Based on the novel written by James Bond creator Ian Flemming, this delightful fantasy charts the journey into the mysteriously childless world of Vulgaria by Caractacus Potts, his two children, Truly Scrumptious and super car Chitty Chitty Bang Bang.
I think the main thing that makes this film work so well is that it has a little of everything to make a successful family movie. Catchy tunes at every turn, a fairy tale kingdom awash with colour, bonkers technology, and a little slice of wickedness involving class distinction. Split very much into two halves, Chitty at its core is really about forming a complete family. We are introduced to Caracatus (Dick Van Dyke) who is a single father, who is doing his best to raise his two children with moral fortitude. It's through the children's love of an old rusty car that Chitty Chitty Bang Bang is born, and after pretty lady Truly Scrumptious (a gorgeous Sally Ann Howes) comes into their lives, all four of them enter the second half of the movie after having firmly capturing the audience's attention with a firming promise of a family in waiting.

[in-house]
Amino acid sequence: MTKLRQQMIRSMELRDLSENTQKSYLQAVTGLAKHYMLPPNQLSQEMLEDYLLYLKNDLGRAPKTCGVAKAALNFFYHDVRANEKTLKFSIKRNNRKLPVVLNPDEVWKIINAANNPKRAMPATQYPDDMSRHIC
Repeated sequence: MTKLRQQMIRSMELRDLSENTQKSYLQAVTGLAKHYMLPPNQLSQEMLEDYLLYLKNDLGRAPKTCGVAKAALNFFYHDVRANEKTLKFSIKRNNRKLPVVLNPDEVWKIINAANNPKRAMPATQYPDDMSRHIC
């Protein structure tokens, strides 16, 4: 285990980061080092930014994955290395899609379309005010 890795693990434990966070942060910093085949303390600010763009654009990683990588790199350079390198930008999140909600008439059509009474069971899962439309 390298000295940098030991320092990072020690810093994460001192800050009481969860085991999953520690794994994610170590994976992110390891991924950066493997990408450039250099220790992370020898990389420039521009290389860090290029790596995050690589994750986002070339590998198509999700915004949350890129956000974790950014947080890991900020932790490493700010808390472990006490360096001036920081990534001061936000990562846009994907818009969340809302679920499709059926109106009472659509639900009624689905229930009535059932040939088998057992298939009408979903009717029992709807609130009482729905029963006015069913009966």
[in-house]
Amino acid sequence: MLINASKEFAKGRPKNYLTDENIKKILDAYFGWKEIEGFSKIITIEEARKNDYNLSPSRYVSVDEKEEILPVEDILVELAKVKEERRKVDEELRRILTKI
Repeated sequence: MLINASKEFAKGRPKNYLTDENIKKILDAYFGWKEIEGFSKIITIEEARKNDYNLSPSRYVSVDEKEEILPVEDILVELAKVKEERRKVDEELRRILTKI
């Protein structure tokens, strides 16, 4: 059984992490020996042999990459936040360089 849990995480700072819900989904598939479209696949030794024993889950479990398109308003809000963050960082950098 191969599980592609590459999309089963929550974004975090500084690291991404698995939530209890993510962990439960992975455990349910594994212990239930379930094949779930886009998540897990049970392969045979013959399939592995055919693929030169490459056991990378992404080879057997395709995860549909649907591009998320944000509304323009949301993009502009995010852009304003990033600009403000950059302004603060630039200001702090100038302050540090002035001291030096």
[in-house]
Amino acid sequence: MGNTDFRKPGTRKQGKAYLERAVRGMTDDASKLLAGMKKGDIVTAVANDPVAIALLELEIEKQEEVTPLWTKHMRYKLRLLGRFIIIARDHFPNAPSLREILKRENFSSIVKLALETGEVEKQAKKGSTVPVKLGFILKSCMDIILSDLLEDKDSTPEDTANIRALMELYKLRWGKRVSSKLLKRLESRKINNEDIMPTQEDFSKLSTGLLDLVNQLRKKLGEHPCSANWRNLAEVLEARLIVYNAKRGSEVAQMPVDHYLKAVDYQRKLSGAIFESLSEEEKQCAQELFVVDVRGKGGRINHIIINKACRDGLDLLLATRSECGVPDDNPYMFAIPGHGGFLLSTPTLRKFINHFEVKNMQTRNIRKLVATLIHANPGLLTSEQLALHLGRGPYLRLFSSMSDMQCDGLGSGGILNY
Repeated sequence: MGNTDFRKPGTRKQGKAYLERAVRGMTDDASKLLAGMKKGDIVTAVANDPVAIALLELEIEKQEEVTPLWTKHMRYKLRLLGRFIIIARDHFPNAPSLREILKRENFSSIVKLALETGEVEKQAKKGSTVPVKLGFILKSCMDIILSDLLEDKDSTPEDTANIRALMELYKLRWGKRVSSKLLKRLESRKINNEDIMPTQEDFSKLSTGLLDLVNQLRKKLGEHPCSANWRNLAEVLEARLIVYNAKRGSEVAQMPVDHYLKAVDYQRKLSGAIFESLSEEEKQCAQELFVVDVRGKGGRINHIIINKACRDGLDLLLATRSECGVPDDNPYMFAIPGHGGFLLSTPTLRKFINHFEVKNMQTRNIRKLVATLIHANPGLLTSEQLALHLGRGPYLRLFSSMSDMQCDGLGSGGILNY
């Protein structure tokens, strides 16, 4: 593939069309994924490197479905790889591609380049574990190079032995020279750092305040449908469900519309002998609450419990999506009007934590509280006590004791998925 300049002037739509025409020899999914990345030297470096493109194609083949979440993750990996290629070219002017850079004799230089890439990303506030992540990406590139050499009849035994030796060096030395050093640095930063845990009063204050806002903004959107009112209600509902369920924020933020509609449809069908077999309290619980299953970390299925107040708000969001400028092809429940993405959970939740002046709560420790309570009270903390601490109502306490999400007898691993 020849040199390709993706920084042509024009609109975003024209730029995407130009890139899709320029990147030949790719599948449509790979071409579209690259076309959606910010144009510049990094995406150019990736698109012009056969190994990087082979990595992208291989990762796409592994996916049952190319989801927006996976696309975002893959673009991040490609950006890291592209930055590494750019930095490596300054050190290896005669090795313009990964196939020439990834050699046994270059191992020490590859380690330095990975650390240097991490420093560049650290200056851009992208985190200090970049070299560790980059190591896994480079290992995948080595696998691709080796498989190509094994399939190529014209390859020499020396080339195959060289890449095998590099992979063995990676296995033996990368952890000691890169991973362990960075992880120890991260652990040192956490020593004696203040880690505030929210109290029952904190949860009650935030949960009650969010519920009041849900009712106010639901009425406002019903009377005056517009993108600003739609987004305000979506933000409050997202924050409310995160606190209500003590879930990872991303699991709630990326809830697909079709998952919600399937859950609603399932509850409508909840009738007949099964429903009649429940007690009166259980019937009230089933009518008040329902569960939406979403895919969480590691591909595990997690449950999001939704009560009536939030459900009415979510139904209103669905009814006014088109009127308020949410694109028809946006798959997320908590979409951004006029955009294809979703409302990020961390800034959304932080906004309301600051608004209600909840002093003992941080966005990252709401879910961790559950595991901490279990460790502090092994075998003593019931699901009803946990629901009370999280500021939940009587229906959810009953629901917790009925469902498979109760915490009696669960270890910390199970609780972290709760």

The second half of the picture then whisks us far away into fantasy territory. Vulagaria is ruled by crackers toy obsessive Baron Bomburst (Gert Fröbe in wonderful bacon sandwich mode), he has banned children, and naturally he has his sights set firmly on the magnificence that is Chitty Chitty. Bomburst sends out his child snatcher to nab Caracatus' kids in the hope of bargaining for the special car. The child snatcher played by Robert Helpman is as iconic as he is terrifying, wonky hat and pointy nose he lures children in with promises of sweets and treacle tarts, he thus became the invader of many a childs poor nightmares for sure.
But this is a family film after all, and sure enough this splendid ride speeds to a joyous finale that is cloaked in colour and feel good eccentricity, yep, Chitty Chitty Bang Bang still works on repeat viewings. 8/10